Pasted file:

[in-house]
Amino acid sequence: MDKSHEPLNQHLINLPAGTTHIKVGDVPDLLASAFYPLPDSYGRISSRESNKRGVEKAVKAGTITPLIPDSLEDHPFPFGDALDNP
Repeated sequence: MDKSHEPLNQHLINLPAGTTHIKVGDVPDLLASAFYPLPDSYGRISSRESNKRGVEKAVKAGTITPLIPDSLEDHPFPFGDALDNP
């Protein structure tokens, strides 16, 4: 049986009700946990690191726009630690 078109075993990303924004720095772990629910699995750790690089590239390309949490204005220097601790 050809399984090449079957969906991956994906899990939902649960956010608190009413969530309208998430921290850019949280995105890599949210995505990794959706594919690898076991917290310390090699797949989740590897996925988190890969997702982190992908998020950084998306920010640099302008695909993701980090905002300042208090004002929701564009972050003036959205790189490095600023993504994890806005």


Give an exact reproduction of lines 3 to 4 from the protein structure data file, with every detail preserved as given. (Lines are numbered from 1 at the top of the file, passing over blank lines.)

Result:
Repeated sequence: MDKSHEPLNQHLINLPAGTTHIKVGDVPDLLASAFYPLPDSYGRISSRESNKRGVEKAVKAGTITPLIPDSLEDHPFPFGDALDNP
């Protein structure tokens, strides 16, 4: 049986009700946990690191726009630690 078109075993990303924004720095772990629910699995750790690089590239390309949490204005220097601790 050809399984090449079957969906991956994906899990939902649960956010608190009413969530309208998430921290850019949280995105890599949210995505990794959706594919690898076991917290310390090699797949989740590897996925988190890969997702982190992908998020950084998306920010640099302008695909993701980090905002300042208090004002929701564009972050003036959205790189490095600023993504994890806005």